Is it Ethical for Museums to Collect Dead Animals?
Growing up, most of us have seen diorama displays with dead, but alive-looking, animals at museums with some type of narrative posted in front — e.g. “This lion is a breath away from making the gazelle dinner.” I know that I did, and I know that I never grew up thinking anything was wrong with it. As I’m a little older, wiser and awake now, a recent trip to a natural history museum with dead animal bodies on display was unsettling.
Captive living animals in zoos and “abusement parks” have been getting a lot of attention. We’ve already had to reexamine our harrowing history of putting people in human zoos, where racism, entertainment and colonialism all intersected; maybe, museums collecting dead animals isn’t so different.
Here’s the thing: museums collect dead animals. Sometimes the carcasses are collected for private scientific research, and sometimes the carcasses go through a process called taxidermy where they are put on display. But is it ethical for museums to collect dead bodies?
Museums Collecting Dead Animals
In 2014, the Science journal released an article questioning the ethics of the practice. As NPR reports, the article warned that collecting animals in small, vulnerable and isolated populations can hurt the species.
The journal article also explained that collecting the dead specimens can be an unnecessary practice thanks to technology that can document things like species rediscovery. Collecting DNA samples and taking photographs are simple alternatives.
While the authors of the controversial article weren’t saying that scientists collecting species will lead to species extinction, they do stress that scientists should really think twice before grabbing an animal.
Scientists and researchers were not fans of the article. Over 100 scientists signed a letter defending the practice of collecting dead animals. Scientists bemoan that it’s already becoming more difficult to obtain permits to collect animals, and that they don’t want the public to get the wrong idea.
A Very Brief History of Taxidermy
Many museums function thanks to public monetary support, so our opinion matters. Here’s what museums let us see with their collection.
The essence of taxidermy isn’t anything new. The ancient Egyptians embalmed and preserved humans after death.
In the 19th century, the beginnings of taxidermy really took form. According to Ward Museum, hunters would bring their trophy kills to upholsterers so that the carcasses could be stuffed. Upholsterers stuffed the dead animals with cotton and rags and sewed up the skin as good as new.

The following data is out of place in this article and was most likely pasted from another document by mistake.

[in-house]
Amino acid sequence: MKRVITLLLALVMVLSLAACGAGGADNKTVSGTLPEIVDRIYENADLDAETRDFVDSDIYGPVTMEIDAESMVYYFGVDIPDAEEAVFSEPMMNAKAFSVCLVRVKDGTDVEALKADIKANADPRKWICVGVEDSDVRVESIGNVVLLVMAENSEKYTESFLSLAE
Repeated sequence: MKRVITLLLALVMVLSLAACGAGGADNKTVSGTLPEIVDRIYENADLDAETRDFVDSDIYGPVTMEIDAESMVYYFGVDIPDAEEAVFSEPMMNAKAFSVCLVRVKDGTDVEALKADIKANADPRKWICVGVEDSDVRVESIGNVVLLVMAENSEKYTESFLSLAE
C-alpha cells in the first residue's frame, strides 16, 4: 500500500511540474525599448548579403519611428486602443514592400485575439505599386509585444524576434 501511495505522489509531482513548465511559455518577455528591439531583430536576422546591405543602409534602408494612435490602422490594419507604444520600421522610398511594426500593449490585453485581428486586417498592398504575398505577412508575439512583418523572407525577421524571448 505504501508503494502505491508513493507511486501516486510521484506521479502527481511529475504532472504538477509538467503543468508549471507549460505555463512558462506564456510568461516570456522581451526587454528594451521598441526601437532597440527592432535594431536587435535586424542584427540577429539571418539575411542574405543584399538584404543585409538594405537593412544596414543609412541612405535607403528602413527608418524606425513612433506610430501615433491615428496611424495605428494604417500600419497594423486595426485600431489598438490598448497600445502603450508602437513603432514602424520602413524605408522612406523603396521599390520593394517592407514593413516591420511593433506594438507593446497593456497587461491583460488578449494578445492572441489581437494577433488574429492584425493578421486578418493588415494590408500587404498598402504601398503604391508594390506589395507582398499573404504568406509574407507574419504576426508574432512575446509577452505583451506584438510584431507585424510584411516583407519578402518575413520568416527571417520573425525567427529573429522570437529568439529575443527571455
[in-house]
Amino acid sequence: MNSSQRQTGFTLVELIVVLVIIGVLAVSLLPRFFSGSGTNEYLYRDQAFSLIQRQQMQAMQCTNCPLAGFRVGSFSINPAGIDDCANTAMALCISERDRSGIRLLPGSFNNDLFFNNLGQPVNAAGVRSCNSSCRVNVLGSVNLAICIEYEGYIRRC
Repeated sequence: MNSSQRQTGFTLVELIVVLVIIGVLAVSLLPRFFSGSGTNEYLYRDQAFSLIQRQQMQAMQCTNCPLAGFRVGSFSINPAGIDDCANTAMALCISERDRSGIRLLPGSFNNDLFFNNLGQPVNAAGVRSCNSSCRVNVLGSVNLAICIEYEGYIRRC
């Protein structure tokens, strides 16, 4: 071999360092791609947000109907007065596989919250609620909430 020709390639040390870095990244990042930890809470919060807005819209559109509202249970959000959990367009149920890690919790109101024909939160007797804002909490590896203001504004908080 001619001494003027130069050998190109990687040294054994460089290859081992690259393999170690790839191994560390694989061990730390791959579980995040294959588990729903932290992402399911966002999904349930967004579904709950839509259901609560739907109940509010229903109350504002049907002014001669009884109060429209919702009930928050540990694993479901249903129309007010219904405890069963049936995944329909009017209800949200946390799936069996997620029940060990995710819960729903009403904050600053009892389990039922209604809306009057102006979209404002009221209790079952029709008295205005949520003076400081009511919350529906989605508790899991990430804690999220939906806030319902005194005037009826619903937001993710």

According to REACT Hub, like human ethnographic zoos, the practice really took off after the Great Exhibition of 1851 and the Colonial and Indian Exhibition of 1886. Museums wanted to become more engaging, venture into creating art and becoming public showcases.
Is Taxidermy Ethical?
Taxidermied animals continue to be a public showcase to this day. Even though there are taxidermy alternatives (even vegan taxidermy ones, believe it or not), many museums cling to dead animal flesh. The tongue, nails, hooves and eyes can be plastic, wax or glass, but the skin has to come from a once living and breathing animal for authenticity.
While some believe that the practice can be ethical by not killing or wasting any part of the animal, others disagree. As this Run Riot author put it: “If you care about social justice and respect for life, you should also care about the crime that is taxidermy. There is no ethical taxidermy. Finding a dead animal and stuffing it for the titillation of passing trade or (worse) for your own entertainment is an insult to that creature.”
It‘s Not Just Museums
I know that not everyone shares my love of museums. You might think that anyone who doesn’t want to see or support the collection of dead animals can just avoid the institutions. It’s not that easy. As The Australian reports, a corner coffee shop or restaurant near you may soon accessorize their decor by putting a tiara and earrings on a taxidermied deer next. The hipster trend is making dead animals fashionable and funny.
I blame a lot of this on museums. As institutions, they’ve conditioned us to seeing pristine dead animals as normal, and it shouldn’t be. It only promotes animals as objects and, by extension, property that we can eat, exploit or stick in captivity.
Photo Credit: Nell Turner